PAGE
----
– Pickup Impedance 9.4 K-ohms

– Pickups are made by Gordon-Smith and are coil tapped humbuckers

– Scale is 24.75 or 25.5, dependent on headstock style.

– Nut width typically 45mm (base of neck 54mm) and compound radii 12/14″. Thickness of neck typically 21mm at first fret, 24mm at last fret.

– Fret size 1.5 x 2.5 mm.

– Distance between Bridge Post centres 3¼”.

– Carved Spruce top with a maple cap


The day it arrived and I picked it up from the courier I was incredibly excited. My new guitar had arrived and I wanted to hurry up and get home. There is always a chance when you buy a new guitar unseen and especially when you have not even played a guitar of the same model before that the guitar will not suit you or you won’t like it. Thankfully the guitar is more than I could ever have hoped for. The neck feels perfect for my tastes, thick enough to be comfortable, C-shaped profile so the edges of the fretboard don’t dig into your hand, and the action was set very low. There are a few details that stood out to me. First was the nut is made of brass. I found this very unusual but it gives the guitar a unique amount of sustain on open strings. The guitar feels very well balanced but very heavy. I have no way to weigh the guitar so I can’t give you an accurate weight.


Plugged in, the guitar has a huge amount of sustain. It is impressive how long the notes ring out for. The bridge pickup with the tone on 10 is brighter than you would expect from a Les Paul style guitar, but it still has the fat full tone that puts a gigantic smile on your face. Pull the tone knob out and you have a coil tap, giving the guitar a very Telecaster-like tone. On the neck pickup you get a very full tone very much like a Gibson Les Paul. But the tone I like the most from this guitar is the neck pickup while coil tapped. It gives a very clear smooth and bright tone – it’s clear and doesn’t get muddy.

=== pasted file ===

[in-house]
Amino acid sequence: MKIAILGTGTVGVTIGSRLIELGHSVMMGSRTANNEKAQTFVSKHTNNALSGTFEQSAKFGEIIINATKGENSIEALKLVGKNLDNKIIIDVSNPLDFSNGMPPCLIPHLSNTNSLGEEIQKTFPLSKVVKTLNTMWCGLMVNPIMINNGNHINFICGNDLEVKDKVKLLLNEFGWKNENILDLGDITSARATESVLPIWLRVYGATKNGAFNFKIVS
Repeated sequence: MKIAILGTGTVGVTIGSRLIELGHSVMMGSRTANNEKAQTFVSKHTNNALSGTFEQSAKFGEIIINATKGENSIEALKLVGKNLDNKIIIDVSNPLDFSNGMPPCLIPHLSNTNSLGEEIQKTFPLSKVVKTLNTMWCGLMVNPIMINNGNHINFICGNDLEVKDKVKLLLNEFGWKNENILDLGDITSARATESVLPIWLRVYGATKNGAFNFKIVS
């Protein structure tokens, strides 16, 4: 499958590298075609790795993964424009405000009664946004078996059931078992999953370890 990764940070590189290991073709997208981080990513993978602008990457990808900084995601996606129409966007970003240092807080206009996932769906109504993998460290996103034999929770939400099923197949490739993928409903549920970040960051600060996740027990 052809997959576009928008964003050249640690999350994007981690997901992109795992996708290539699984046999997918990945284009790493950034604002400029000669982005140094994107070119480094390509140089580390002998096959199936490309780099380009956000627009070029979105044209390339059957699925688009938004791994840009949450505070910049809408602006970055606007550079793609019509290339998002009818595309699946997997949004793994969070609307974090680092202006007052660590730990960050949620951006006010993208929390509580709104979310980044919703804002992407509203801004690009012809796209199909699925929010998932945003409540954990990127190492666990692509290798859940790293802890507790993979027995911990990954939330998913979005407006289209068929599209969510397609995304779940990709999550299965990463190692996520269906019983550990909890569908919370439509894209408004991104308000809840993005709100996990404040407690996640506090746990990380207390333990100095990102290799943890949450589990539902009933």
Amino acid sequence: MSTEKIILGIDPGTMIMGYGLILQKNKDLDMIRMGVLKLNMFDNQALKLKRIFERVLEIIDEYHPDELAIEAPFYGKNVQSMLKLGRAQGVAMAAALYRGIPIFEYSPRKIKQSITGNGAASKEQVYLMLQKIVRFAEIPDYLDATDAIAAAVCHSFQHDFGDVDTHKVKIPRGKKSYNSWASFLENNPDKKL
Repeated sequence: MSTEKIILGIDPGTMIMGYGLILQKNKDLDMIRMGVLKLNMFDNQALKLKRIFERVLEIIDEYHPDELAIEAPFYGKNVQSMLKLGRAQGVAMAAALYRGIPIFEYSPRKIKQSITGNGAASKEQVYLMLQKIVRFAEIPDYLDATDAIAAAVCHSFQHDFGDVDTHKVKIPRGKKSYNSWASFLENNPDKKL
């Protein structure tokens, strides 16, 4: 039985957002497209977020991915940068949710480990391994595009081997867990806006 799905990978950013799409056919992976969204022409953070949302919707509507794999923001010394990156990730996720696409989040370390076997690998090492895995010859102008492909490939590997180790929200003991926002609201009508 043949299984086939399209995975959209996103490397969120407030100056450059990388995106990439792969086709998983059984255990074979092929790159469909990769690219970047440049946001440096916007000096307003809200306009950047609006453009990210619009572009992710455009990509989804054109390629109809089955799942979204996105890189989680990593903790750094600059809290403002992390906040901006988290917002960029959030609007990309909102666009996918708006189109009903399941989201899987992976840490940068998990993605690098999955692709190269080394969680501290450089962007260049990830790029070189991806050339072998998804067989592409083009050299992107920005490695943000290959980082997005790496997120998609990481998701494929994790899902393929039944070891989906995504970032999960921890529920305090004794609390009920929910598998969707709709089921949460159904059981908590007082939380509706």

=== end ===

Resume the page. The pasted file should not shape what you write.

This guitar is one of the most versatile I’ve ever played. The range of tones you can get out of it are amazing and it feels amazing to play. Being that it is a hand made guitar there are signs of imperfections in the finish – paint bleed here and there etc. But this doesn’t detract from the guitar at all. It gives the it a character and personality that you just don’t get with off the shelf guitars. The guitar is capable of almost any style of music although I don’t think it would be suitable for death metal.


I play through two guitar rigs primarily. The small rig is a Strauss SVC-30 1×12 combo, using a Digitech Bad Monkey overdrive pedal to boost the dirty channel when needed. The big rig is a Mesa Dual Rectifier Roadster 2×12 combo which I use with no pedals, only the amps built-in four channels, and this guitar sounds amazing through both. I have also gone straight into PA systems with a DI box and the guitar still sounds amazing.


But what are the parts about the guitar that I don’t like? Honestly the only things I could nitpick the guitar for are that being hand-built it takes months to get to you, and that import duties are somewhat painful. This guitar overall ended up costing me $2310AU including all costs (options, gator case, import costs) and to me it was worth every cent.